Germany after the Reich

Flag_map_of_GermanyAfter the end of World War II, Germany was in a far, far worse shape than it was after the end of the previous war. To put it bluntly, it lay in ruins. Over six million Germans died; millions more were injured.

Its leaders were arrested; many of them went to trial for war crimes and crimes against humanity. Dozens were sentenced to death, thousands more to (often long) prison terms.

All of its military personnel became prisoners-of-war. Those who had the misfortune of surrendering to (or being captured by) the Red Army, were deported to the Soviet Union and for ten long years were used as slave labor by the victorious Russians.

During World War II, carpet-bombing by Allied forces leveled up to 80 percent of the historic buildings in Germany’s main cities in an unprecedented wave of destruction (which had nothing to do with unprecedented barbarity of the Nazis). It was a war crimes of enormous proportions – but no one was ever prosecuted for it.

American and British air raids destroyed or heavily damaged 3,600,000 dwelling units – approximately 20% of the total housing stock nationwide and 45% of the housing stock in large cities.

In a seemingly endless catalogue of annihilation, Berlin, Cologne, Leipzig, Magdeburg, Hamburg, Kiel, Lübeck, Münster, Munich, Frankfurt, Würzburg, Mainz, Nuremberg, Xanten, Worms, Brunswick, Hanover, Freiburg and Dresden were all devastated. In Wurzburg 89% of built-up area was destroyed, in Hamburg and Wuppertal 75%, in Paderborn – 85%.

In West Germany alone, some 400 million cubic meters (14 billion cubic feet) of rubble was piled up after the war – enough to build a wall two meters thick and seven meters high all the way around the western half of the divided country.

Thousands of best German scientists and engineers emigrated (mostly to the USA and Great Britain) or were taken by force (to the Soviet Union) to work for their victorious enemies.

Over two million of German women were raped (mostly by the Red Army military personnel and the foreign laborers). Often gang-raped. Many of these women were subsequently murdered (or at least beaten) by their rapists. Over seven million German civilians were left homeless.

Enormous amounts of valuables were plundered, looted and taken away by the Allies, never to be seen again. Advanced machinery (often the whole factories) were dismantled and shipped to the East (or to the West).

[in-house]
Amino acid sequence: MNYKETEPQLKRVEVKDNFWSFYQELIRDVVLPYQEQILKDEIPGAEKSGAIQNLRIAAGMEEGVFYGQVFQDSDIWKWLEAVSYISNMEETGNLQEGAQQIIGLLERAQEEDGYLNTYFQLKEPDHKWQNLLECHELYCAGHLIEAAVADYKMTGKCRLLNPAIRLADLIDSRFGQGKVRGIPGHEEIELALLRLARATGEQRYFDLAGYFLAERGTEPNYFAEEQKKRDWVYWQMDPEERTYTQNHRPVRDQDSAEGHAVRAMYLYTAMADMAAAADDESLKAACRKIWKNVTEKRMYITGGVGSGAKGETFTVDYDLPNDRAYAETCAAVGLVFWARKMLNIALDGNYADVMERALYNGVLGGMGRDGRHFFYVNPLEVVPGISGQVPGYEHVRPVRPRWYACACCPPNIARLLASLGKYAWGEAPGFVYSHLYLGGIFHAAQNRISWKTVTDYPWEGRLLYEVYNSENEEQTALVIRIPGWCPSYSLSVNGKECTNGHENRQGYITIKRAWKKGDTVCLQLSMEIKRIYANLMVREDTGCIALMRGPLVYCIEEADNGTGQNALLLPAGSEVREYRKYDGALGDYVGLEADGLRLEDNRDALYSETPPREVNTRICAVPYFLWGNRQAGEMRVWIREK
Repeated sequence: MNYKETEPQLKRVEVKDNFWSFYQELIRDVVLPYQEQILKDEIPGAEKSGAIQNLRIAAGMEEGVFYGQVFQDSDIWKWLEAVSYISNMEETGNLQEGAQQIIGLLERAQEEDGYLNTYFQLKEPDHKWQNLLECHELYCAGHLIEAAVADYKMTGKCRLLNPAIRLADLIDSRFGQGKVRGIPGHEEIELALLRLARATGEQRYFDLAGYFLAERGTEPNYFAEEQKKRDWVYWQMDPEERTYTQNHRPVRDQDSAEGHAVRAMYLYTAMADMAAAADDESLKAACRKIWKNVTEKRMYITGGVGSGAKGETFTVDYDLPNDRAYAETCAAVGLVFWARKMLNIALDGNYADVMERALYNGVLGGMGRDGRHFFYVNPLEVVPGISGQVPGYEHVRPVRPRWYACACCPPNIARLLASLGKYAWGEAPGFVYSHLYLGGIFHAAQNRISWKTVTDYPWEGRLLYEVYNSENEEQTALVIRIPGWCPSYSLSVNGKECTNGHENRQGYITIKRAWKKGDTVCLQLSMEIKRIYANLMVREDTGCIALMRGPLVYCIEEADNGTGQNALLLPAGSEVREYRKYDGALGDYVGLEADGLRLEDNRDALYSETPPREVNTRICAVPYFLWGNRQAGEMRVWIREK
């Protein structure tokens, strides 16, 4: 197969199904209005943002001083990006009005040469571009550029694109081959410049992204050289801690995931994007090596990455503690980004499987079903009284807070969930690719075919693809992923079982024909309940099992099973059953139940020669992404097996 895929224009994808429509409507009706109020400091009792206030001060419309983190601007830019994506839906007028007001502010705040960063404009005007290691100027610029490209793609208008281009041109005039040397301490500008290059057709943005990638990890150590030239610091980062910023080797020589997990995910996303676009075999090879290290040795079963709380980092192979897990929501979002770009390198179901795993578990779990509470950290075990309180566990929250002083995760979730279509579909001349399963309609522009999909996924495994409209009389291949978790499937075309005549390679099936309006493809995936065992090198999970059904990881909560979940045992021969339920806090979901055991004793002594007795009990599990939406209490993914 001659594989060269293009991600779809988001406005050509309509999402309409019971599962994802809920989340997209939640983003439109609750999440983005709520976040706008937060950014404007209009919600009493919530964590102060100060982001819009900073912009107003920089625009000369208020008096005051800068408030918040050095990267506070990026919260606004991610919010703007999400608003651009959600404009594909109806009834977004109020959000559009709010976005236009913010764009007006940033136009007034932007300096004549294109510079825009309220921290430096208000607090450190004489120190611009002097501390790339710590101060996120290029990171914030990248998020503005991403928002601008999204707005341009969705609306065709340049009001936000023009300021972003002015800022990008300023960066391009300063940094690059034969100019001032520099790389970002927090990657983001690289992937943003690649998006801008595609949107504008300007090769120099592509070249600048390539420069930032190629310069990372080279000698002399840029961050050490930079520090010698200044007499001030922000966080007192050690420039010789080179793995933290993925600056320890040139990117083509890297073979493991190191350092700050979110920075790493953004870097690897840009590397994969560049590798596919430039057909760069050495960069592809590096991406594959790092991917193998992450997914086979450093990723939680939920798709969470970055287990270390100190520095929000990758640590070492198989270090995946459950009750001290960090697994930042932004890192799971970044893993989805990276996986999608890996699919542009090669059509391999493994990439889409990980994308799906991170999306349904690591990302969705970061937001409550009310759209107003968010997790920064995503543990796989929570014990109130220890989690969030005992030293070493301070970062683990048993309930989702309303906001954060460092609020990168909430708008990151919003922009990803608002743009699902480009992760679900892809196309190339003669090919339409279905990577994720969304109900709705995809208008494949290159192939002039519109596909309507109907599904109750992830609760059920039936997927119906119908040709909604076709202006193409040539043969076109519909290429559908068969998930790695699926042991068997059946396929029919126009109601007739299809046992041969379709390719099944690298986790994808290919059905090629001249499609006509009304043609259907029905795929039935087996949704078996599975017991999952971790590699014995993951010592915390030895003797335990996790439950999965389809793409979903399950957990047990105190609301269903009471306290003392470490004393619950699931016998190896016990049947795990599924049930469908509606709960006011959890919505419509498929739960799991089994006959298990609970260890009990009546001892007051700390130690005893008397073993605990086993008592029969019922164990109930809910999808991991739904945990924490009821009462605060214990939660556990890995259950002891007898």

In short, both civilian and military infrastructure were almost completely destroyed, Germany was almost literally “bombed into the Stone Age”. Germany lost even more lands (almost a quarter of the territory of Weimar republic) than it did after World War I.

In 1945-50 fourteen million ethnic Germans were deported to Germany from Eastern Europe by the puppets of the Soviet Union. 2.5 million were brutally murdered (500,000 more than the number of victims of the infamous Operation Reinhard).

This enormous crime against humanity happened right when German leaders, officers, generals and SS personnel were being tried for exactly the same crimes. But in this case, no one was ever prosecuted for these horrific mass murders and ethnic cleansings.

This data leads to one and only one conclusion – 12-year Nazi rule in Germany, obviously, led to one of the worst disasters in human history. However, in the corresponding chapter of this book, I will prove beyond the reasonable doubt that even this horrific outcome was still better than being conquered and destroyed (as we know it) by the Bolshevist Soviet Union.

Germany was predictably divided between the Soviet Union and the Western Allies. The Eastern part was promptly “Sovietized” and became a Soviet-style totalitarian state (“German Democratic Republic”).

Berlin was also divided (into East and West Berlin). The latter became essentially a separate semi-independent nation. On August 13th, 1961 (essentially in one day), the East German authorities erected an impenetrable barrier which a few days later was transformed into an infamous Berlin Wall.

The Western part of the divided Germany soon became Bundesrepublik Deutschland (Federal Republic of Germany) – a much improved reincarnation of Weimar Republic. It went through a thorough (and largely successful) process of denazification aimed at cleansing German and Austrian society, culture, press, economy, judiciary, and politics of the National Socialist ideology.

It was carried out mostly by removing those individuals who had been Nazi Party and/or SS members from positions of power and influence and by disbanding or rendering impotent the organizations associated with Nazism.

Both West and East Germany were quickly rebuilt (by the Western Allies and the Soviet Union respectively). Not out of deep love for the Germans (nonexistent in any Allied nation) but of practical necessity – Germany was far too important tool in the Cold War to be left in ruins.

Even without its Eastern part, Germany quickly became one of the most powerful (politically, economically and financially) nations in Europe – a de-facto leader of the European Union (established to make sure that there will be no more wars in Europe).

In 1989, Communists regimes fell all over Europe. The infamous Berlin Wall was demolished, Germany was finally reunited – and predictably became the most powerful nation in Europe (which strengthened its position of the leader of the EU).

And very possibly the future leader of the whole world.


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